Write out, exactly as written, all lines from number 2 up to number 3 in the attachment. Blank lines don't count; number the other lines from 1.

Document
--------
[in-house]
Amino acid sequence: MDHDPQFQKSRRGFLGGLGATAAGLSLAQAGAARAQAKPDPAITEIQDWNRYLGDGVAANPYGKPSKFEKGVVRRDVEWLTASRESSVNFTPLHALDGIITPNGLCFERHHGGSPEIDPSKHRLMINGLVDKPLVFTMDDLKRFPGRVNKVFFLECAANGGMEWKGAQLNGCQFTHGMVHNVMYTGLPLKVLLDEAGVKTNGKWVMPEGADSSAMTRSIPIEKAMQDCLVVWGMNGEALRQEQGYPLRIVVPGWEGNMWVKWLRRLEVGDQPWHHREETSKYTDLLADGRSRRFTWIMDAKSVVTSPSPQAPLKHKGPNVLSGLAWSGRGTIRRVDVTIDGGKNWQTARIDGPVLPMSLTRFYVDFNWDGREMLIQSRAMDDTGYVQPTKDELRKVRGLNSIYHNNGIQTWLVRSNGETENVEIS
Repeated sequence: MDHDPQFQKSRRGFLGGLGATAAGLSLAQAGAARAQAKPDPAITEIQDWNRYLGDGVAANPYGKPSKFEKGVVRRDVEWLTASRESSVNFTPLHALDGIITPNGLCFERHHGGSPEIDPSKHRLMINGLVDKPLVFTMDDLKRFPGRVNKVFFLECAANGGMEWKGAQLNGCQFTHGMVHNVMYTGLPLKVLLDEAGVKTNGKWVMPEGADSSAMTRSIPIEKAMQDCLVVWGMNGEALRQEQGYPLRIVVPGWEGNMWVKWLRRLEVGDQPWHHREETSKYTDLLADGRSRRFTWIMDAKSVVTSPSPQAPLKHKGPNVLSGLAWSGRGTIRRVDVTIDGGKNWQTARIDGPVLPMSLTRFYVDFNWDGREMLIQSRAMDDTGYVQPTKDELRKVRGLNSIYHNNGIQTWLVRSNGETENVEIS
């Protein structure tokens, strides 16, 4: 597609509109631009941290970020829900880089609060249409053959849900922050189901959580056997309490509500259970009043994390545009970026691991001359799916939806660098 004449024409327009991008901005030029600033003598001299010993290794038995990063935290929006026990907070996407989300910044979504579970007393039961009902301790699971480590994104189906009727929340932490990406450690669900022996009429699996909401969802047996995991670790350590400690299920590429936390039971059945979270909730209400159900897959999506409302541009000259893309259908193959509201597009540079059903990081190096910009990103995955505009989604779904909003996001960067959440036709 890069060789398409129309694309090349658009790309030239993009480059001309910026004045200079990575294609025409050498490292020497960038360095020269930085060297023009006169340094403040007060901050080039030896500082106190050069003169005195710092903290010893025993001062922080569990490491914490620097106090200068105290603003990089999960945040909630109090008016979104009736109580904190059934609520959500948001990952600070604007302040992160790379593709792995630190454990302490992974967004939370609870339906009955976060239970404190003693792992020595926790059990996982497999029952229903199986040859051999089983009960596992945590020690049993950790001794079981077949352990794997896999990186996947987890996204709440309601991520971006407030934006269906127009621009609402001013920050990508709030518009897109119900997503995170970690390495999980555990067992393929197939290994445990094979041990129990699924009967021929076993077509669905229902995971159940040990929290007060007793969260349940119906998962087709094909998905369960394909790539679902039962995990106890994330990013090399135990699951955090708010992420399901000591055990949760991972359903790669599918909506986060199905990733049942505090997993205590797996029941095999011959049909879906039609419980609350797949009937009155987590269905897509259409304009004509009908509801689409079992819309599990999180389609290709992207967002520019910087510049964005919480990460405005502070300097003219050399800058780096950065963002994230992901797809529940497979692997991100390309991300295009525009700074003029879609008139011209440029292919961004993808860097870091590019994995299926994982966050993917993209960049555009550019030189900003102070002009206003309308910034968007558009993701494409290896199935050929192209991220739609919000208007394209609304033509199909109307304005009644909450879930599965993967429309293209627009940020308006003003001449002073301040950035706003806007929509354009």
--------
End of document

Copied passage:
Amino acid sequence: MDHDPQFQKSRRGFLGGLGATAAGLSLAQAGAARAQAKPDPAITEIQDWNRYLGDGVAANPYGKPSKFEKGVVRRDVEWLTASRESSVNFTPLHALDGIITPNGLCFERHHGGSPEIDPSKHRLMINGLVDKPLVFTMDDLKRFPGRVNKVFFLECAANGGMEWKGAQLNGCQFTHGMVHNVMYTGLPLKVLLDEAGVKTNGKWVMPEGADSSAMTRSIPIEKAMQDCLVVWGMNGEALRQEQGYPLRIVVPGWEGNMWVKWLRRLEVGDQPWHHREETSKYTDLLADGRSRRFTWIMDAKSVVTSPSPQAPLKHKGPNVLSGLAWSGRGTIRRVDVTIDGGKNWQTARIDGPVLPMSLTRFYVDFNWDGREMLIQSRAMDDTGYVQPTKDELRKVRGLNSIYHNNGIQTWLVRSNGETENVEIS
Repeated sequence: MDHDPQFQKSRRGFLGGLGATAAGLSLAQAGAARAQAKPDPAITEIQDWNRYLGDGVAANPYGKPSKFEKGVVRRDVEWLTASRESSVNFTPLHALDGIITPNGLCFERHHGGSPEIDPSKHRLMINGLVDKPLVFTMDDLKRFPGRVNKVFFLECAANGGMEWKGAQLNGCQFTHGMVHNVMYTGLPLKVLLDEAGVKTNGKWVMPEGADSSAMTRSIPIEKAMQDCLVVWGMNGEALRQEQGYPLRIVVPGWEGNMWVKWLRRLEVGDQPWHHREETSKYTDLLADGRSRRFTWIMDAKSVVTSPSPQAPLKHKGPNVLSGLAWSGRGTIRRVDVTIDGGKNWQTARIDGPVLPMSLTRFYVDFNWDGREMLIQSRAMDDTGYVQPTKDELRKVRGLNSIYHNNGIQTWLVRSNGETENVEIS